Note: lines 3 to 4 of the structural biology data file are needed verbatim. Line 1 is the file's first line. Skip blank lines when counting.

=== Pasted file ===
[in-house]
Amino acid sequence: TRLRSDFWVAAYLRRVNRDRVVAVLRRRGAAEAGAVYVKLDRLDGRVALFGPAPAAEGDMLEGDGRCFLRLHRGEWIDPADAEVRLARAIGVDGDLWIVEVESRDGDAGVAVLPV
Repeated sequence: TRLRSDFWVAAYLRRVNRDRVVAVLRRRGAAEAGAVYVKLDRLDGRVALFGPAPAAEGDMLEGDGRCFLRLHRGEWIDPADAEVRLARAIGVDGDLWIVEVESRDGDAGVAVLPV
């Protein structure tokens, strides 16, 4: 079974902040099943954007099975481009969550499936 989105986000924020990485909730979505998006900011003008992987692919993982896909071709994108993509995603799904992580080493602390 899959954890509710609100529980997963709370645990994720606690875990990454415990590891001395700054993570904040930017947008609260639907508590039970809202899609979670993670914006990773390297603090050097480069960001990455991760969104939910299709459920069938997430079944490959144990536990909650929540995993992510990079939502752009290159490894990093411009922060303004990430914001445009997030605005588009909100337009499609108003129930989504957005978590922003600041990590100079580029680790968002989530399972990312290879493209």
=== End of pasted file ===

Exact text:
Repeated sequence: TRLRSDFWVAAYLRRVNRDRVVAVLRRRGAAEAGAVYVKLDRLDGRVALFGPAPAAEGDMLEGDGRCFLRLHRGEWIDPADAEVRLARAIGVDGDLWIVEVESRDGDAGVAVLPV
């Protein structure tokens, strides 16, 4: 079974902040099943954007099975481009969550499936 989105986000924020990485909730979505998006900011003008992987692919993982896909071709994108993509995603799904992580080493602390 899959954890509710609100529980997963709370645990994720606690875990990454415990590891001395700054993570904040930017947008609260639907508590039970809202899609979670993670914006990773390297603090050097480069960001990455991760969104939910299709459920069938997430079944490959144990536990909650929540995993992510990079939502752009290159490894990093411009922060303004990430914001445009997030605005588009909100337009499609108003129930989504957005978590922003600041990590100079580029680790968002989530399972990312290879493209």